Statements about Criminal Justice
Every day, "about 100 people will be arrested for possession of marijuana in Georgia."
Research found that "over the course of the existence of the Brady Bill ban, the use of assault weapons in crimes decreased by two thirds."
"In Atlanta, since 1994 when the ‘Seven Deadly Sins’ (mandatory minimum sentences) took effect, the violent crime rate has dropped 62 percent."
"There's a tax credit of $2,400 to bond [former inmates] that an employer would get for hiring a convicted felon. There's a federal bonding program -- you can get $5,000 to $25,000 in federal money to hire a convicted felon. And there's federal grants for felons to set up their own small businesses."
If the sequester hits, federal prosecutors will have to "let criminals go."
Wisconsin's Supreme Court justices are "deciding fewer opinions in civil and criminal cases than they used to."
40 percent of U.S. gun sales "are occurring outside of" licensed gun dealers.
In 2009, the FBI "referred more than 71,000" cases of people failing background checks when trying to buy a gun to another federal agency, "but U.S. attorneys ultimately prosecuted only 77 of them."
"I had to lay off 48 people last year," which has exacerbated the lack of law enforcement officers in the county that respond quickly to crime calls.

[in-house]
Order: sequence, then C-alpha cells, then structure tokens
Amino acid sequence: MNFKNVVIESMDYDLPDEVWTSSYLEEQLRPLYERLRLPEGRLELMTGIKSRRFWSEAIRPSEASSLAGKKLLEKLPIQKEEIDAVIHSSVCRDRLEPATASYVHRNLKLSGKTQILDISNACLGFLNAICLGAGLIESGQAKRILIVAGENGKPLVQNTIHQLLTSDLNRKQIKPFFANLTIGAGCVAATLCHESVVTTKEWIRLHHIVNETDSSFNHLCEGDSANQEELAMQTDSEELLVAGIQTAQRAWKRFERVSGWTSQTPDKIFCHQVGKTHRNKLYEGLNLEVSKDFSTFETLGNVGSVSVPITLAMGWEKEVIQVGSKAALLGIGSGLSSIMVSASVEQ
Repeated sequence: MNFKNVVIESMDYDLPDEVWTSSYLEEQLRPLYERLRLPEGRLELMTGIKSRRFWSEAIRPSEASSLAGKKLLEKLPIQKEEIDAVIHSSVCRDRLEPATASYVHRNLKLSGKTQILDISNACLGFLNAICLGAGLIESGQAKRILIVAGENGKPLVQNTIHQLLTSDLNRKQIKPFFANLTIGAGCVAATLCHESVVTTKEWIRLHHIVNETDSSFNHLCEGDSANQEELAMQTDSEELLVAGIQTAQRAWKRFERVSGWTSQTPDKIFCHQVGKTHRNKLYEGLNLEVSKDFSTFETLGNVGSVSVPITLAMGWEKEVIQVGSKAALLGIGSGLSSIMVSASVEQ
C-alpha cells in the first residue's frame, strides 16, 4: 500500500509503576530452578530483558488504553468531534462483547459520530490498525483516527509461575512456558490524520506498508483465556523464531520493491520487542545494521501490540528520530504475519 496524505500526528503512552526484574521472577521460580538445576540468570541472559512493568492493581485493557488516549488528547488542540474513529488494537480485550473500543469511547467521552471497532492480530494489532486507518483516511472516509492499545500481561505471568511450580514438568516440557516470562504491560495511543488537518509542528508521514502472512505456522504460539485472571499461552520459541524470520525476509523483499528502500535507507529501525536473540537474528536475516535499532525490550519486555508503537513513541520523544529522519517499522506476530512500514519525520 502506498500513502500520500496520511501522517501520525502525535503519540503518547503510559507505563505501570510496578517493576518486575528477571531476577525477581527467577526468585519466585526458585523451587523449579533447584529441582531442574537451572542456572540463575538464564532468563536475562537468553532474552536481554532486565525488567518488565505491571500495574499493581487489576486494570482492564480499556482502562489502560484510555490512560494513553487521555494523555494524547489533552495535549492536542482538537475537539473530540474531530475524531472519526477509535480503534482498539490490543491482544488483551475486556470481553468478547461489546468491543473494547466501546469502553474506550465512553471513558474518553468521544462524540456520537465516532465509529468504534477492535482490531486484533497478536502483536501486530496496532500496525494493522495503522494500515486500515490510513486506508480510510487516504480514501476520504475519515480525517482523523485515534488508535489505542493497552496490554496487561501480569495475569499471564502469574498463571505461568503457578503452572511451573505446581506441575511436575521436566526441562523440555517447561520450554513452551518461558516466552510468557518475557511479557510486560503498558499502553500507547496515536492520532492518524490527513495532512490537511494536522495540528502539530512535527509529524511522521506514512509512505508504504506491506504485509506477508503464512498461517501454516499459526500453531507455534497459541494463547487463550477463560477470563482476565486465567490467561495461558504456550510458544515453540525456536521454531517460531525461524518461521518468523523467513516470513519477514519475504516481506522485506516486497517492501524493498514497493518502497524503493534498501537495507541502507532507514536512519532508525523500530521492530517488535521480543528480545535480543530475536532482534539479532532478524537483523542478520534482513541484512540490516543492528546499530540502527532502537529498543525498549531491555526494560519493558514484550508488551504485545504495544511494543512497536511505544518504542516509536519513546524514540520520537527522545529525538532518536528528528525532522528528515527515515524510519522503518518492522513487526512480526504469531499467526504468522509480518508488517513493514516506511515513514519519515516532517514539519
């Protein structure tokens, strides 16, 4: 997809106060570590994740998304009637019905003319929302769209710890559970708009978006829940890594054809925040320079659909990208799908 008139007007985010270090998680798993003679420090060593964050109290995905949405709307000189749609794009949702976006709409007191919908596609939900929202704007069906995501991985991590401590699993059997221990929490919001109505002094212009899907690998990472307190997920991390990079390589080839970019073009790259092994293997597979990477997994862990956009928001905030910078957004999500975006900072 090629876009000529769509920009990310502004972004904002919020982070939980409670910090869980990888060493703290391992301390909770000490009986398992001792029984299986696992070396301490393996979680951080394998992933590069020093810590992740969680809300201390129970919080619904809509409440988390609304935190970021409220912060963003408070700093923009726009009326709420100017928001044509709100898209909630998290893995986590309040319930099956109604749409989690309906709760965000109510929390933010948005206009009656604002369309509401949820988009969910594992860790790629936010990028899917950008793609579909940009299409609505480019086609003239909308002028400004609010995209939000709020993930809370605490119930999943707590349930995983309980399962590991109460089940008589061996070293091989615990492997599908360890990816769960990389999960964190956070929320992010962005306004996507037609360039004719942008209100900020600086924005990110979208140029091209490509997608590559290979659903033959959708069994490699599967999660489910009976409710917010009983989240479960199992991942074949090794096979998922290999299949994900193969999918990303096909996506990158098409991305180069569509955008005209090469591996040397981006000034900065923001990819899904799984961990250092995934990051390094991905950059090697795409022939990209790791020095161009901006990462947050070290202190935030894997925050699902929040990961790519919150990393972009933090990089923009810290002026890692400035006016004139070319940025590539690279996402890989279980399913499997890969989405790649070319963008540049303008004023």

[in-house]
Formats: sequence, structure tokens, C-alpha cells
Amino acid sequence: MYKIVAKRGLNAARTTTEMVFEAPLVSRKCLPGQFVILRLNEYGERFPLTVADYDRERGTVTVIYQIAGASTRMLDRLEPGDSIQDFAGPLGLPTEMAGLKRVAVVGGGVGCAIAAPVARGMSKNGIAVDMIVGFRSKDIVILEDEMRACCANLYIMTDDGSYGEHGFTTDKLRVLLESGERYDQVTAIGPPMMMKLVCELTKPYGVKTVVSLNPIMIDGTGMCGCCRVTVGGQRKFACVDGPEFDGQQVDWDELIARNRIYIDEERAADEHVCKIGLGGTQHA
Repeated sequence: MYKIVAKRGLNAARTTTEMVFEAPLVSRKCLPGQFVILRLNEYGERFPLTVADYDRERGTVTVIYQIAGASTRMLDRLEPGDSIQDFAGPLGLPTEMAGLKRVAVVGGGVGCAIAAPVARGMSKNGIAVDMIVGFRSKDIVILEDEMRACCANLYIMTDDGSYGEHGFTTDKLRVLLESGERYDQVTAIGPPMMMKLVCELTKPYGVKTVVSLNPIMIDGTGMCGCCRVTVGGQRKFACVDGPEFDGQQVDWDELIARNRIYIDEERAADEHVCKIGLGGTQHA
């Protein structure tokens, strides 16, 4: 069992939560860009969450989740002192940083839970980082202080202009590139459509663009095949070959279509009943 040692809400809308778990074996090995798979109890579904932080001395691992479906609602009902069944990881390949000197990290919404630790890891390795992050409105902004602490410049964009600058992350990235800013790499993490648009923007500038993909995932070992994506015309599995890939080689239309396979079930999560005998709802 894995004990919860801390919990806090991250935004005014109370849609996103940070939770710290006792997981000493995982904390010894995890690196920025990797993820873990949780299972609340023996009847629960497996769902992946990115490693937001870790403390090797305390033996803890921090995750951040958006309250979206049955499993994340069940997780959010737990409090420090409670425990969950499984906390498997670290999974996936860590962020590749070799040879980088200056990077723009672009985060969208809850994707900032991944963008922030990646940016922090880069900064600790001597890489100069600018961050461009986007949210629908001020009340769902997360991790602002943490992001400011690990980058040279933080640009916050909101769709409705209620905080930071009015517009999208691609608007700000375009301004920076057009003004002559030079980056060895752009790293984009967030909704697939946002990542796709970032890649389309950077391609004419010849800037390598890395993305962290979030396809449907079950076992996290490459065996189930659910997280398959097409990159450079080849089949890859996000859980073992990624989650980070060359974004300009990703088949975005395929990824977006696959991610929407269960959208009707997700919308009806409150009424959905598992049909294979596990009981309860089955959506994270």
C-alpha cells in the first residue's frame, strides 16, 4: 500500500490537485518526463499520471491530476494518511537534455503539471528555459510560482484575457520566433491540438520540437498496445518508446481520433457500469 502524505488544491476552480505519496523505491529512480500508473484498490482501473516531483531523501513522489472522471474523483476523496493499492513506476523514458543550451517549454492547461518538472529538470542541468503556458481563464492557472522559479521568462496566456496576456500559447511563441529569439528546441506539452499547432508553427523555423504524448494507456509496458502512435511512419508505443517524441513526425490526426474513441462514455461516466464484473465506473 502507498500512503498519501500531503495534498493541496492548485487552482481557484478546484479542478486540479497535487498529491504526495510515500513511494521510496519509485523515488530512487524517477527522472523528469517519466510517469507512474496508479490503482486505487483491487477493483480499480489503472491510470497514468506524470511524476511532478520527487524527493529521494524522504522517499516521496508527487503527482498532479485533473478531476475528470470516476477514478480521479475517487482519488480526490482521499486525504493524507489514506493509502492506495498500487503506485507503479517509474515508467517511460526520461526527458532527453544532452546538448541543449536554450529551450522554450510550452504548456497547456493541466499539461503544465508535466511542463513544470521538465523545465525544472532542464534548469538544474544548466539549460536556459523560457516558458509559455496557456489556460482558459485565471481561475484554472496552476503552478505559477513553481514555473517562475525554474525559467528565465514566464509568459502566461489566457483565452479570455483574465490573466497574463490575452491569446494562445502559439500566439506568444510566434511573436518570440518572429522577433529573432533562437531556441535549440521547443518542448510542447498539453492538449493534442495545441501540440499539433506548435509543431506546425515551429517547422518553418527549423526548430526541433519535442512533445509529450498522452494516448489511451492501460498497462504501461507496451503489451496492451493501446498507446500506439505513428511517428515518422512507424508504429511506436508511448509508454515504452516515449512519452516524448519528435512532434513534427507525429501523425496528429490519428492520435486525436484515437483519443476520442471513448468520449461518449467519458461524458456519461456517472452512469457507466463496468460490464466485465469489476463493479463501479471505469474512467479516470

"Today, about 40 percent of guns are purchased without a background check."
"Washington, D.C., had some of the strictest gun laws in the country. And when they passed them, violence skyrocketed."
"Semi-automatic weapons, whether pistol or rifle, were designed for use by the military on the battlefield."
"[W]e see America's prison population exploding, with America having a greater percentage of its people behind bars than any other nation in the world!"
Since the federal Violence Against Women Act was adopted in 1994, "cases of domestic violence have fallen by 67 percent."
"Every day, 34 Americans are murdered with guns."
"A man using bath salts reported that raccoons had set fire inside his home and stolen his cell phone."
Three thousand felons voted in Rhode Island in 2008.
Laurie Monnes Anderson "voted to let violent criminals out of jail early."
"David Cicilline was the state representative who opposed tough mandatory sentences for those convicted of domestic violence and child abuse."
Says Travis County Sheriff Greg Hamilton has accepted $42,000 from strip-club interests and $10,000 from local alcohol distributors.
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